On December 7, 2018, AABANY submitted comments to the US Citizenship and Immigration Services in opposition to the rulemaking on Proposed Inadmissibility on Public Charge Grounds. AABANY wrote:

The Asian American Bar Association of New York believes that this rule change will cause irreparable harm to our community. Many of AABANY’s members are immigrants, or children of immigrants, and are personally impacted by this rule. The Proposed Rule changes the rules of the system in midstream and are directly intended to prevent immigrants from becoming American citizens.

To read the full text of the comments, click here.

AABANY thanks the Community Response Task Force of the Issues Committee for leading this effort on behalf of AABANY.

NAPABA Opposes Plan to Redefine “Public Charge” and Limit Legal Immigration

The National Asian Pacific American Bar Association (NAPABA) opposes the proposed changes to “public charge” published Wednesday by the Department of Homeland Security (DHS). We urge our members and affiliated bar associations to join NAPABA in submitting public comments opposing the proposed policy.

Public charge policy has roots in long-time efforts to limit the admission of ‘undesirable immigrants,’ such as Chinese in the 19th century. The proposed rule would re-define a public charge as an immigrant who would be likely to receive government benefits from an expanded list of programs, including nutrition and housing assistance programs for children. The proposed rule will make it easier to designate an applicant as a public charge, and deny their admission to the United States or reject their permanent resident application. DHS also proposes stricter guidance for weighing certain factors when reviewing visa applications, such as age, income, health, English proficiency, and employability. NAPABA is greatly concerned with how these changes will negatively impact Asian and Pacific Islander immigrants, working families, and children’s health.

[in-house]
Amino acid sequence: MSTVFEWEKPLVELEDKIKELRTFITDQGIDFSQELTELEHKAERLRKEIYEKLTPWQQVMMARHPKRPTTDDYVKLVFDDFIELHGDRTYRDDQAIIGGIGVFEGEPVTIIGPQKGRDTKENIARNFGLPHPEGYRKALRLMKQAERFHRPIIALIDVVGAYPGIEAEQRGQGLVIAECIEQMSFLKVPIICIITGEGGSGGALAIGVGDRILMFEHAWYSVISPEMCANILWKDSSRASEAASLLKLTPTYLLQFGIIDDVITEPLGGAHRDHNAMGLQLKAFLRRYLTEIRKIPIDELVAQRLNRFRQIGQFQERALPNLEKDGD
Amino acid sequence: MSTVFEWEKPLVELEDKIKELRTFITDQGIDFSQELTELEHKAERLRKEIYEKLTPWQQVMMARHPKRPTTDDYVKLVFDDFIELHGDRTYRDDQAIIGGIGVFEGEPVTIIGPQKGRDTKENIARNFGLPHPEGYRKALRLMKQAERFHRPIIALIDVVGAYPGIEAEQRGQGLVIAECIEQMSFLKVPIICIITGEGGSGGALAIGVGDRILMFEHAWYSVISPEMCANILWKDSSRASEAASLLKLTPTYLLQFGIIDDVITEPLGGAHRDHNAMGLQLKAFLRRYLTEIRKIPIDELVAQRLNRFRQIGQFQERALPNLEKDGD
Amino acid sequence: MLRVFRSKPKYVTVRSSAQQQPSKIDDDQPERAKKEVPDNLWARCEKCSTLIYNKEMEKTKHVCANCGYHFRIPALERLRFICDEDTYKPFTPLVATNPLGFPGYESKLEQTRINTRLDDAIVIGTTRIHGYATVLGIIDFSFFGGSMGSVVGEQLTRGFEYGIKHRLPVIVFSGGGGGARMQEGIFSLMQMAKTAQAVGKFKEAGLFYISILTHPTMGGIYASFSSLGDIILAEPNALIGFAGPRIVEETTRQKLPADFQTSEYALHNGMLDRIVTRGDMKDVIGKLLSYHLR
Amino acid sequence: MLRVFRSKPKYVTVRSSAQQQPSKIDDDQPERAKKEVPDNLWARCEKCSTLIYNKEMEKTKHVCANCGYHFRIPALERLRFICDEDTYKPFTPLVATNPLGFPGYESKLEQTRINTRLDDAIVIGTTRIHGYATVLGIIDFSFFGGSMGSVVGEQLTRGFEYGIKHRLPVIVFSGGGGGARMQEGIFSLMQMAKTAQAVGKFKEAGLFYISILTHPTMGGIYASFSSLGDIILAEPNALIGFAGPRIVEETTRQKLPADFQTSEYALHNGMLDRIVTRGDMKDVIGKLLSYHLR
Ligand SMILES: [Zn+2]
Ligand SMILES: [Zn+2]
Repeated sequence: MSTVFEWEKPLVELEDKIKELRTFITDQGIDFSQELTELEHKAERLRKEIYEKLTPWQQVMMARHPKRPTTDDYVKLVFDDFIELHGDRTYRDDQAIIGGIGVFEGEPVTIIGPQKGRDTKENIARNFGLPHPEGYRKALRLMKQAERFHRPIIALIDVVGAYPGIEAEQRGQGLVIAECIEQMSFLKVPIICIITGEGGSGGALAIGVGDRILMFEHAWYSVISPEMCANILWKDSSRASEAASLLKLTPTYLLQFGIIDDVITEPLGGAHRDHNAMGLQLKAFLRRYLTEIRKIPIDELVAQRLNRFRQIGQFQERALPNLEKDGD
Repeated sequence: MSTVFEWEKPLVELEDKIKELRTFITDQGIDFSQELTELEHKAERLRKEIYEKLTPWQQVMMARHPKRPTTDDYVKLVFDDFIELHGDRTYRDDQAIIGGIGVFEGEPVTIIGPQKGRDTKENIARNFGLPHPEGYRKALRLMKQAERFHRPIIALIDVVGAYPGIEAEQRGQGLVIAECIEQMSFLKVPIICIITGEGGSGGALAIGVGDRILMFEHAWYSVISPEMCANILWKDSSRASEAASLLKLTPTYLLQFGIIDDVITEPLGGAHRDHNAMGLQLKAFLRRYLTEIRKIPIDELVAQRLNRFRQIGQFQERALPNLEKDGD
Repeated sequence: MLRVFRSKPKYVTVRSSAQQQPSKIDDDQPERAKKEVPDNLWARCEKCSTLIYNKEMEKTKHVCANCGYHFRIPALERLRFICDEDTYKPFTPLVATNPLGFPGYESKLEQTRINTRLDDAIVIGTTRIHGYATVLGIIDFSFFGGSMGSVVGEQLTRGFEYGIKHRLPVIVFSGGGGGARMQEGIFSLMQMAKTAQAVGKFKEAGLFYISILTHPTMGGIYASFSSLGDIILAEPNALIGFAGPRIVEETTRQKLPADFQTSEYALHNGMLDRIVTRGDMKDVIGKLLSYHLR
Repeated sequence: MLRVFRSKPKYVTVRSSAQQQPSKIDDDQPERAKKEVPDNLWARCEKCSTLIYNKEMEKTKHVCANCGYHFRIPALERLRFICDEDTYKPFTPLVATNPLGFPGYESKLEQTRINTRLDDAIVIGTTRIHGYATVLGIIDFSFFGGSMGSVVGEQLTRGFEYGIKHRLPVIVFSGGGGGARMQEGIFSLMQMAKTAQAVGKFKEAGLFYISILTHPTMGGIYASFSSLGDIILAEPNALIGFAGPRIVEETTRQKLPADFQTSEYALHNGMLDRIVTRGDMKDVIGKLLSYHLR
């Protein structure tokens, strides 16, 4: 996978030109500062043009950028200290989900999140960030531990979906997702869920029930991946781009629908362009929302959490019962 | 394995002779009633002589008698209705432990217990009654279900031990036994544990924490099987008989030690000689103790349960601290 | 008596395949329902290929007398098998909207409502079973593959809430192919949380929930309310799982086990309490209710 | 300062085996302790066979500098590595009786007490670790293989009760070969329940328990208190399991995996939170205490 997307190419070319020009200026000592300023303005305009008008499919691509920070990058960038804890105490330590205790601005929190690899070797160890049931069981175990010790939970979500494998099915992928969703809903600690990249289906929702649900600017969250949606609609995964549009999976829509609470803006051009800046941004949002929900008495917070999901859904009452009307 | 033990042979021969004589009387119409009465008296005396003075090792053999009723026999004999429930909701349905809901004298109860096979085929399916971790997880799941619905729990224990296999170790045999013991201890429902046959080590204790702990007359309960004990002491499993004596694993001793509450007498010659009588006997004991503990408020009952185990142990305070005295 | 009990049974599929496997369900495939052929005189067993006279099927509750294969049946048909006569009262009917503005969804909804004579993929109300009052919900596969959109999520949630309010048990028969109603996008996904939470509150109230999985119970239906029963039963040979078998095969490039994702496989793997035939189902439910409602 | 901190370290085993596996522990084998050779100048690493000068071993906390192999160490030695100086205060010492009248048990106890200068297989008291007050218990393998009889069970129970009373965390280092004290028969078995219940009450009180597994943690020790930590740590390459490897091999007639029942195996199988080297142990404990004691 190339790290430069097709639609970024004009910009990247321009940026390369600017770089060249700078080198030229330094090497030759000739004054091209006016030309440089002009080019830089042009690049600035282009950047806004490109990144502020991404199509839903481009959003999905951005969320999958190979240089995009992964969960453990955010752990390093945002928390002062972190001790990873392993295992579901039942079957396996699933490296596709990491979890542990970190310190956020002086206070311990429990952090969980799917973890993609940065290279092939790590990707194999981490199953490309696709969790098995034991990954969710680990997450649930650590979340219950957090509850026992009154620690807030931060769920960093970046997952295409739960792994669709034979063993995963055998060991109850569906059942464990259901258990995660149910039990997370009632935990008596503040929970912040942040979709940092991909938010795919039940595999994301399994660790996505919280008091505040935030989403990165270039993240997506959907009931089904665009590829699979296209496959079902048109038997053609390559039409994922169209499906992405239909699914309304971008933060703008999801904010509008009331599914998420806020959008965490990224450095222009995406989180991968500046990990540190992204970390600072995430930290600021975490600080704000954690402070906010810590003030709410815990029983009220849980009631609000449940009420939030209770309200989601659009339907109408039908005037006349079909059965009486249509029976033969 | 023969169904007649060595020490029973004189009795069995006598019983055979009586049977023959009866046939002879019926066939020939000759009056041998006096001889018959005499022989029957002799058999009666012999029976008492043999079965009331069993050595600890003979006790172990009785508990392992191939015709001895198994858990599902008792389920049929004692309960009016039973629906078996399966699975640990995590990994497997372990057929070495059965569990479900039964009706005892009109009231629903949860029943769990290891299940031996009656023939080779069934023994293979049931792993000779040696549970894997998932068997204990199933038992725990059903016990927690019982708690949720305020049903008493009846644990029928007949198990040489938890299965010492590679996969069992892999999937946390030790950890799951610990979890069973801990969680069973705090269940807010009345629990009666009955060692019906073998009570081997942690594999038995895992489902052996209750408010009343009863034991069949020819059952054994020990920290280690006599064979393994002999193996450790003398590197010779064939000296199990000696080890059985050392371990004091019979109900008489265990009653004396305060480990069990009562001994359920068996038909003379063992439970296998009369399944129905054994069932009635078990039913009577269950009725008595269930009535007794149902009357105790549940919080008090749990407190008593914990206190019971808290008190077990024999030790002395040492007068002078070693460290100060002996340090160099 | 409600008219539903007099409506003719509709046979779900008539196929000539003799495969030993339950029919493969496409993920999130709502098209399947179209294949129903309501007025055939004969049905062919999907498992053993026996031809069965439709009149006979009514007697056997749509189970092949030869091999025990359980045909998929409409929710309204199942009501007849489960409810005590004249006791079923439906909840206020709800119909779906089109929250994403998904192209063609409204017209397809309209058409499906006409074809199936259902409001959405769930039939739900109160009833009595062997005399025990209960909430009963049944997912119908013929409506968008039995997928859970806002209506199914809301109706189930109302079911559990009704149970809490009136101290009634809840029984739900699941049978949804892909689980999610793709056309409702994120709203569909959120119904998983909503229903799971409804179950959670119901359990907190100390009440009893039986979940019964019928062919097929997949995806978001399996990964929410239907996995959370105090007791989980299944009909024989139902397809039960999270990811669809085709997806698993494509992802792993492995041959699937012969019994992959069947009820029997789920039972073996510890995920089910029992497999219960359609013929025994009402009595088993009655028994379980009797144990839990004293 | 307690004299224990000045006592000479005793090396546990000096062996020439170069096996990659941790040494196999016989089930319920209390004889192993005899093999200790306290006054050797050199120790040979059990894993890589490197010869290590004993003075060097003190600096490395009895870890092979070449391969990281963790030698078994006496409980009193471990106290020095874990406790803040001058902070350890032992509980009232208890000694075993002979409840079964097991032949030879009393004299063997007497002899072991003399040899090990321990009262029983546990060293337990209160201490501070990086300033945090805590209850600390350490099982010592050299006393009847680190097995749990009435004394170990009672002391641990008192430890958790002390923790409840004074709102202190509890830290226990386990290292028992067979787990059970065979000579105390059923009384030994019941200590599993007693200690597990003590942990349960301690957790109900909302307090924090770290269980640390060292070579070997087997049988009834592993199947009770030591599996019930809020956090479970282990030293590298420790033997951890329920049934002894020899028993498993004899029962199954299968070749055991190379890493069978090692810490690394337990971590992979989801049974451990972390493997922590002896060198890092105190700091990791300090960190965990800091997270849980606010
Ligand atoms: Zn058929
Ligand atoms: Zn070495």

The proposal has already had a chilling effect on Asian Pacific American communities. Due to reports of these proposed changes, some immigrant families—including those with eligible U.S. citizen members—have unenrolled from important public services for which they qualify. If implemented, the new public charge rules would undermine the safety, health, and security of immigrant families by denying them the support historically provided to new Americans. Asian Pacific American communities will be particularly hard hit, as over 31% of new green card recipients are from Asian and Pacific Island nations and as there is significant variation in average income amongst Asian ethnic groups.

Take charge by submitting a comment on the proposed rule before the DHS proceeds with its final rulemaking by the deadline, December 10, 2018. NAPABA will be submitting comments as an organization, but individuals are encouraged to submit unique comments here. To see available resources, please click here. For more information, contact Oriene Shin, NAPABA Policy Counsel, at 202-775-9555 or oshin@napaba.org.

LEAD – a Professional development program for young women immigrants – INFORMATION SESSION

LEAD – a Professional development program for young women immigrants – INFORMATION SESSION

Chinatown’s Ghost Scam

Chinatown’s Ghost Scam

NAPABA Opposes the RAISE Act

For Immediate Release

Aug. 4, 2017